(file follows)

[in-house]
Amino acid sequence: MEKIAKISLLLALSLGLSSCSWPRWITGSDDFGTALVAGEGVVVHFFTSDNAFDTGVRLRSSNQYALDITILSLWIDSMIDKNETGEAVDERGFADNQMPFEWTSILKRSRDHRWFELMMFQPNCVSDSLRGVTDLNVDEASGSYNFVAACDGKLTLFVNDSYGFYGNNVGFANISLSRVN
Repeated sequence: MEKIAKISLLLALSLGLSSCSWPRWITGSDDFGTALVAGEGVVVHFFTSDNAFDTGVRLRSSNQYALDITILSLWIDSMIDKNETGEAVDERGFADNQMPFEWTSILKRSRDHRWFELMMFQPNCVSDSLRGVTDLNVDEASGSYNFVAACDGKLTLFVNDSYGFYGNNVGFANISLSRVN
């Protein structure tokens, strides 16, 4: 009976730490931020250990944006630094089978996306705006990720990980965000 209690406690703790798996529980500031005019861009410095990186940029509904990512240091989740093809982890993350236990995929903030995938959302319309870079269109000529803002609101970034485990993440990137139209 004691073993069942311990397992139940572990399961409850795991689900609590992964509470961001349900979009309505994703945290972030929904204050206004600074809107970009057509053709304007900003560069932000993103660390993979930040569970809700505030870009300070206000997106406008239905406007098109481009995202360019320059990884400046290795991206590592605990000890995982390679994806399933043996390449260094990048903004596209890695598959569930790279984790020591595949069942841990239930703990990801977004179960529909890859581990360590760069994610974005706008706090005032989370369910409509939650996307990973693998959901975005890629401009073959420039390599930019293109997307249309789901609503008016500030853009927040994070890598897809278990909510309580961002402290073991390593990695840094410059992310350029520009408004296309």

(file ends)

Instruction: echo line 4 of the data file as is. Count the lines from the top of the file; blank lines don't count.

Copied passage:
């Protein structure tokens, strides 16, 4: 009976730490931020250990944006630094089978996306705006990720990980965000 209690406690703790798996529980500031005019861009410095990186940029509904990512240091989740093809982890993350236990995929903030995938959302319309870079269109000529803002609101970034485990993440990137139209 004691073993069942311990397992139940572990399961409850795991689900609590992964509470961001349900979009309505994703945290972030929904204050206004600074809107970009057509053709304007900003560069932000993103660390993979930040569970809700505030870009300070206000997106406008239905406007098109481009995202360019320059990884400046290795991206590592605990000890995982390679994806399933043996390449260094990048903004596209890695598959569930790279984790020591595949069942841990239930703990990801977004179960529909890859581990360590760069994610974005706008706090005032989370369910409509939650996307990973693998959901975005890629401009073959420039390599930019293109997307249309789901609503008016500030853009927040994070890598897809278990909510309580961002402290073991390593990695840094410059992310350029520009408004296309």